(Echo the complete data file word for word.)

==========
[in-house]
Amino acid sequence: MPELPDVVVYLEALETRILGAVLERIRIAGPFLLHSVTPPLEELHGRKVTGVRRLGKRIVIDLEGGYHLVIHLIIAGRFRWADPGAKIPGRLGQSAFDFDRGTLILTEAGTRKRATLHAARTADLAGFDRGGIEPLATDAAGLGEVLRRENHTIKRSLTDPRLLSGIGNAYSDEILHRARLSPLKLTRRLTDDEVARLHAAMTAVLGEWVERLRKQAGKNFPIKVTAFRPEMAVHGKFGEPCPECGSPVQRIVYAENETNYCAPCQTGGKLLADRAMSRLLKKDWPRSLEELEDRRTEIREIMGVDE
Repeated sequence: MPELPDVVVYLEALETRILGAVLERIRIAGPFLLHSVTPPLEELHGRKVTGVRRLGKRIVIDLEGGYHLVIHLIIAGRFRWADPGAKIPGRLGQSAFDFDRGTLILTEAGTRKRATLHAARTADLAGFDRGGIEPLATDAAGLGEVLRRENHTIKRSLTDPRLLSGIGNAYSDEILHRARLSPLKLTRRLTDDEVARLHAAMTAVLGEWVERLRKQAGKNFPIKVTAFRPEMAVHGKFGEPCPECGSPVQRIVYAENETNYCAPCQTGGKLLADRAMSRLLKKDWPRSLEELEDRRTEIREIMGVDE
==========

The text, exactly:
[in-house]
Amino acid sequence: MPELPDVVVYLEALETRILGAVLERIRIAGPFLLHSVTPPLEELHGRKVTGVRRLGKRIVIDLEGGYHLVIHLIIAGRFRWADPGAKIPGRLGQSAFDFDRGTLILTEAGTRKRATLHAARTADLAGFDRGGIEPLATDAAGLGEVLRRENHTIKRSLTDPRLLSGIGNAYSDEILHRARLSPLKLTRRLTDDEVARLHAAMTAVLGEWVERLRKQAGKNFPIKVTAFRPEMAVHGKFGEPCPECGSPVQRIVYAENETNYCAPCQTGGKLLADRAMSRLLKKDWPRSLEELEDRRTEIREIMGVDE
Repeated sequence: MPELPDVVVYLEALETRILGAVLERIRIAGPFLLHSVTPPLEELHGRKVTGVRRLGKRIVIDLEGGYHLVIHLIIAGRFRWADPGAKIPGRLGQSAFDFDRGTLILTEAGTRKRATLHAARTADLAGFDRGGIEPLATDAAGLGEVLRRENHTIKRSLTDPRLLSGIGNAYSDEILHRARLSPLKLTRRLTDDEVARLHAAMTAVLGEWVERLRKQAGKNFPIKVTAFRPEMAVHGKFGEPCPECGSPVQRIVYAENETNYCAPCQTGGKLLADRAMSRLLKKDWPRSLEELEDRRTEIREIMGVDE